Biology focuses on a single living organism at a time, examining the life stages, reproduction, morphology and range. In the case of fauna, there is considerable attention to the motor and social behavior of each species. For both animals and plants, biologists examine carefully the relationship of organisms to nutrient sources. Subject species may be microscopic as small as bacteria, or include the largest creatures ever known, such as present day cetaceans or extinct dinosaurs. Some biology studies focus on the reconstruction of events deep back into prehistory, while other research is preoccupied with events that are happening today and forward into the future.
Wind turbine bird mortality is a by-product of large scale wind farms, which are increasingly promoted as an alternative to fossil fuel derived energy production. To adequately...
Apiaceae or Umbelliferae: The carrot and parsley familyLast Updated on 2014-08-22 14:29:26The Apiaceae (Umbelliferae) family is comprised of over 280 genera and nearly 3,000 species, distributed over the sub-tropical, sub-temperate and temperate regions. Plants of the family are predominantly herbaceous and typcially are used commercially as aromatic medicinal plants and spices around the globe.
Leaves are alternating and either pinnately or palmately compound and exstipulate. Flowers are small, predominantly bisexual (hermaphrodite) and regular, with some variations observed across different genera. Calyx is characterized by 5 sepals, corolla consists of 5 inflexed petals (often absent in some genera). The androecium consists of 5 stamens and the gynoecium is comprised of a compound pistil produced due to fusion of the two carpels and characterized by the presence of a pair of styles staged on a broad platform (stylopodium). The ovary is of... More »
Amaranthaceae: The pigweed familyLast Updated on 2014-08-22 14:28:24Amaranthaceae is a plant family in the order Caryophyllales that is native to tropical America and Africa, ranging between tropics and sub-tropics to more temperate regions. The family is believed to have originated in either the southwestern region of the United States, Latin America, or Africa. The Amaranthaceae family is dominated by herbs but also includes vines, shrubs and trees, and is comprised of approximately 800 species represented by 60 plus genera and broadly divided into two sub families (Amaranthoideae and Gomphrenoideae).
Leaves are mostly simple and entire, non-stipulate, phyllotaxy is alternate/opposite. Flowers are regular, cyclic, tiny, and characterized by spiny perianth with conspicuous bracts and bractlets and are either unisexual/bisexual (hermaphrodite), solitary/aggregated into inflorescence (spikes/cymes/heads) (Fig 1). Calyx... More »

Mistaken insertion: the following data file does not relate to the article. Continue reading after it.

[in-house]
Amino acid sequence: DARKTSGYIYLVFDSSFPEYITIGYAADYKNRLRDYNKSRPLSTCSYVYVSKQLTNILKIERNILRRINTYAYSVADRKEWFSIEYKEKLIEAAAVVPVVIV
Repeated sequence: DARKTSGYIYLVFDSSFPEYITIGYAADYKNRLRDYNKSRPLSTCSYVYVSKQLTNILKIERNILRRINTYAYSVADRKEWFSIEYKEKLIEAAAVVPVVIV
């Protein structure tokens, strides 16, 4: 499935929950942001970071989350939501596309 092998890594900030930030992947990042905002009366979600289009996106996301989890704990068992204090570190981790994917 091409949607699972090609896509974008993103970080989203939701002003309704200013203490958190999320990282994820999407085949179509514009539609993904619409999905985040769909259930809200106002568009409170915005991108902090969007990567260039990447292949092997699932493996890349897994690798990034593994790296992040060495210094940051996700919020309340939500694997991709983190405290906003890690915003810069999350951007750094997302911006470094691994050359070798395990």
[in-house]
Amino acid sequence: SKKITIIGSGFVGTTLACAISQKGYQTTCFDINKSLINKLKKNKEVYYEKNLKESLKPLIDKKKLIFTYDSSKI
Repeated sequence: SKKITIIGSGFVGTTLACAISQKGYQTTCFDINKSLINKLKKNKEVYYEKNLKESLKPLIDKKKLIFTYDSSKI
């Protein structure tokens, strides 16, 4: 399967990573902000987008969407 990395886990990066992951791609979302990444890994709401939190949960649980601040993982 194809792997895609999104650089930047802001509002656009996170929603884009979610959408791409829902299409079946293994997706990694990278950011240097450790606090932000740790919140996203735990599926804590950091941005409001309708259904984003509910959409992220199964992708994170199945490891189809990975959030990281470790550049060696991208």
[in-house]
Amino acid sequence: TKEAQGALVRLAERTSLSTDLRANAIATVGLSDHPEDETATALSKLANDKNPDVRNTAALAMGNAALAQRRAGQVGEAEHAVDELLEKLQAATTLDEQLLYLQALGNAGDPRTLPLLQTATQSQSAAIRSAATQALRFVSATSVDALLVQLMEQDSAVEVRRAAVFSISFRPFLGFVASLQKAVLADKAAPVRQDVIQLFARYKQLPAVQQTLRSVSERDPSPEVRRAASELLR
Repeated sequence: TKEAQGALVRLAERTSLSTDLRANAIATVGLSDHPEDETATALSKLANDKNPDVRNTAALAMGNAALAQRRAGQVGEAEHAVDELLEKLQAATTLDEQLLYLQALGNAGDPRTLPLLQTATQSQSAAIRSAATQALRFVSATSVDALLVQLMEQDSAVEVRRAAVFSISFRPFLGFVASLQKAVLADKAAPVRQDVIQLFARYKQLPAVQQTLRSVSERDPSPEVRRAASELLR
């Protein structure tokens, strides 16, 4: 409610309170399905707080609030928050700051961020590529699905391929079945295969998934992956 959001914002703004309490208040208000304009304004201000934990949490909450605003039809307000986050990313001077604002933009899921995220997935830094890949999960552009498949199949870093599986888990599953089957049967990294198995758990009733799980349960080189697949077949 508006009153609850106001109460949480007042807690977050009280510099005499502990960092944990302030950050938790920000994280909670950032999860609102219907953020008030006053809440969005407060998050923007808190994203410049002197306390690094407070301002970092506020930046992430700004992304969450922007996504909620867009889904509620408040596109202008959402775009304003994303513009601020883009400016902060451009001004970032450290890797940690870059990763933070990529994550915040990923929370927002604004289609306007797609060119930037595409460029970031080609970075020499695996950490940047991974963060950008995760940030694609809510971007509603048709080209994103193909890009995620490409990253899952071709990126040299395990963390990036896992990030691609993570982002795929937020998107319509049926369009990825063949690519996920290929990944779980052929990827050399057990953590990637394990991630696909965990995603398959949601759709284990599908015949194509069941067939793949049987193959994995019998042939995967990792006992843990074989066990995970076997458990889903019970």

Cucurbitaceae: The amazing world of cucurbits Last Updated on 2014-08-22 14:26:25The Cucurbitaceae family represents over 90 genera and approximately 960 species. The distribution is predominantly tropical and subtropical, with only a few species occurring in the temperate regions.
Plants are monoecious/dioecious and have tendrils (usually one per node), are either annual or perennial, and are typically herbaceous/woody/vines/climbers/trailers/lianas, or sometimes trees. Shoots are angular, herbaceous/woody/succulent with stem anatomy showing conspicuous bicollateral vascular bundles that are easy to identify even without staining. Leaves are alternate, spiral, petiolate, membranaceous/succulent, without stipules. They can be simple or compound (ternate/palmate), have margins with small glandular teeth (hydathodes), are hairy (glandular/eglandular), and have cystolith (crystals) present. Flowers are solitary or aggregated into inflorescences... More »
Cactaceae: The cactus familyLast Updated on 2014-08-22 14:21:37The Cactaceae is a family belonging to the order Caryophyllales. Cacti typically are found in dry and arid desert or semi-desert regions with high average daytime temperatures and cold nights, and high evaporation rates. Cacti range from Canada to Argentina, predominantly occurring in the warm and arid reaches of the continents of both North and South America across a wide range of different habitats like deserts, sandy coastal stretches, scrublands, dry deciduous forests, high alpine steppes and tropical rain forests (Barthlott and Hunt, 1993; Gibson and Nobel, 1986; Nyffeler, 2001). The main diversity centers are Mexico and south-west USA, central Andes, Brazil, Paraguay, Uruguay and Argentina with Mexico being the richest and most endemic region (Boyle and Anderson, 2002; Ortega-Baes and Godínez-Alvarez, 2006). The family is... More »
Solanaceae: The nightshade familyLast Updated on 2014-08-05 15:20:04The Solanaceae family represents around 85 genera of floweing plants consisting of over 2800 species globally (D’Arcy, 1986; Albuquerque et al., 2006). Its cosmopolitan distribution is best represented in tropical and temperate regions, with Australia and Latin America as major dispersal centers (Barroso et al., 1991). The greatest species diversity is reported in tropical South America and is considered to be the origin of Solanaceae (Hunziker, 1979).
Plant members are typically trees, shrubs and herbs, though there are some climbers, vines and epiphytes (Barroso et al. 1991). Leaves are usually simple; sometimes they are greatly lobed, petiolate/sub-sessile or phyllotaxy-alternate/alternate to opposed. Leaves are herbaceous, leathery or modified spines. Inflorescences are mostly cymose and axillary, but may be reduced to a single flower. Flowers are... More »
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